The first story involves a lawyer named Laura Wells (Dern), who is introduced to us lying in bed and baring her body, after engaging in her current affair with the married Ryan (James Le Gros). She goes back to work, where she deals with the needy case of a man named Fuller (Jared Harris proving his acting strengths). He is attempting to sue his former employer for firing him over his mental condition, even though he already accepted severance pay. What he doesn't believe is the advice she's providing and asks for a second opinion. In one of the more spot-on scenes of the film, Fuller proves his bias for his own sex when he immediately agrees with the secondary male point of view, which is exactly what Laura already told him. The portrayal of his sexism is not conjured up, but a fact of most women's daily life. It's only later when Fuller has lost his mind and holding the company janitor hostage with a gun, where the “trained” male policemen send Laura in with a bulletproof vest to talk him down. Proving that when you want something done, ask a woman.
In the second story we follow Gina Lewis (Michelle Williams), the wife of Ryan who we saw sleeping with Laura earlier. She is also the mother to daughter Guthrie (Sara Rodier) who sees her rules as harsh with an iron fist. For the time being, they are camping out next to land where their new home will be built. We know this family has a rocky relationship because the tense silence amongst each other. They visit an elderly gentleman in town to buy stones from, where there is an excellent display of gender roles. Williams plays it as the calloused women, who learned to stick up for herself in a world that clearly rejected the prospects of her independence. Reichardt creates the scene like a boxing ring, where Williams sets the older gentleman up for a left-hook when he finds out it is she who owns the family construction company.
The third and final story involves, quite possibly, two of the best performances of the year from Kristen Stewart and newcomer Lily Gladstone. Their characters are fully developed and feel fantastically lived in. Gladstone is Jamie, someone that would be perceived as lonely, but keeps company with the horses and her adorable corgi on running alongside her on the farm. She is a creature of habit, early to rise and ready to work, until one day she stumbles into a class about school law being taught by Beth Travis (Stewart). Without many words said, the two find companionship over late breakfasts. Jamie has a glint in her eye of possible romance, while Beth welcomes a friend away from what can be observed as a hectic life. A sadness permeates between the two of them in a segment that is beautifully tragic. I wanted to hug both of them.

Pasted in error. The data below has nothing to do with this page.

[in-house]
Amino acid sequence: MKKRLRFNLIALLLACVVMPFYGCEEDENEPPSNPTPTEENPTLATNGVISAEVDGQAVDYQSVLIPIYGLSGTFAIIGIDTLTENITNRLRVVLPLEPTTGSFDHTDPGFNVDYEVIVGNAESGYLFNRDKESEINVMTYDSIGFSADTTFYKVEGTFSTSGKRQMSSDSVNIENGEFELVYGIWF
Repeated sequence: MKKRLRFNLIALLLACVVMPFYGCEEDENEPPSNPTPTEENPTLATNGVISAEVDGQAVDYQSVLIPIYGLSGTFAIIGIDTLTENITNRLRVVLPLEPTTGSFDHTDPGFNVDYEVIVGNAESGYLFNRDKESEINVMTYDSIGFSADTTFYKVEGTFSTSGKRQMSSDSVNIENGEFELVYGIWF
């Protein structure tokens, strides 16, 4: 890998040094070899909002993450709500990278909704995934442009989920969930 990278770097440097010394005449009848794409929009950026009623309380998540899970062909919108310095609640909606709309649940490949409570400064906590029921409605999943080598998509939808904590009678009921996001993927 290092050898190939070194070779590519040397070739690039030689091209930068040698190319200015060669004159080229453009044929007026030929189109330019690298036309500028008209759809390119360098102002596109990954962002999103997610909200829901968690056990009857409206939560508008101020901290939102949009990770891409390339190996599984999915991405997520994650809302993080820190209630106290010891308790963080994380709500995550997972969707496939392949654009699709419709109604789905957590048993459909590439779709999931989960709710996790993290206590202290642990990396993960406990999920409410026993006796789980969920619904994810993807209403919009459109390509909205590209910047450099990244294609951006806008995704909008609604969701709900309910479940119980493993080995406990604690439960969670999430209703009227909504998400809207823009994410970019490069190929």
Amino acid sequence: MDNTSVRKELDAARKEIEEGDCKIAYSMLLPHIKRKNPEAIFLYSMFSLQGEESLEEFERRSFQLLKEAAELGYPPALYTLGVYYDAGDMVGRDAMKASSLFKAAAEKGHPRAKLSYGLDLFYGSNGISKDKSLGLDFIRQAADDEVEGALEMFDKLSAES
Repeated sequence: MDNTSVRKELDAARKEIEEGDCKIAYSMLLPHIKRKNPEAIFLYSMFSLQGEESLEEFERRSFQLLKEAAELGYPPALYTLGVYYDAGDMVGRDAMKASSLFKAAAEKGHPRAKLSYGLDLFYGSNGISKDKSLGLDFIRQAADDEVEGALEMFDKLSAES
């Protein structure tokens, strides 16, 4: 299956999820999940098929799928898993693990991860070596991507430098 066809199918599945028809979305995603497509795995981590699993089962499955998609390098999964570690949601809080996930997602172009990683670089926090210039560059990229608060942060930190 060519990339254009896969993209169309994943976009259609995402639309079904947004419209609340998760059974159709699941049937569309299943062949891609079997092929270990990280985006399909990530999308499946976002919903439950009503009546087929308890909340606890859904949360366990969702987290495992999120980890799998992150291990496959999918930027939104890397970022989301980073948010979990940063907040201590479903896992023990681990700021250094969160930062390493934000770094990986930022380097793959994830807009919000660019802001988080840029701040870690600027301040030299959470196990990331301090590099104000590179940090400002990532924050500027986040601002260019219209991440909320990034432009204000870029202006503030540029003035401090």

All the praise though, belongs to Reichardt. Much like Richard Linklater's Before Sunrise trilogy, or Andrew Haigh's stellar Weekend and 45 Years, this is rooted in the human experience. We can relate to these women because we are them. It shines a spotlight on the oblivious sexism that some men have for their counterparts, empathy for well drawn characters with four strong performances, and a new found appreciation for a superb director. One thing is for certain, don't miss these Certain Women.
3 ½ Stars
Written by: Leo Brady
MOVIE: CERTAIN WOMEN
STARRING: LAURA DERN; MICHELLE WILLIAMS; KRISTEN STEWART; LILY GLADSTONE
DIRECTED BY: KELLY REICHARDT
AMovieGuy.com's RATING: 3 ½ STARS (Out of 4)
Behind every great movie is a great women. At the center of Kelly Reichardt's Certain Women is the heart and soul of women all over the world. There are male counterparts, but the main focal point are four semi-connected female characters, played by Laura Dern, Michelle Williams, Kristen Stewart, and Lily Gladstone, capturing them in their vulnerable human states for at least one day. Taking place in a small town of Montana, Reichardt (Meek's Cutoff) writes and directs, adapted from three short stories by Malie Meloy, which portray a glimpse into the subtle difficulties that these women accrue on a daily basis. Certain Women is genuine, with precise honesty, in one of the best movies of 2016.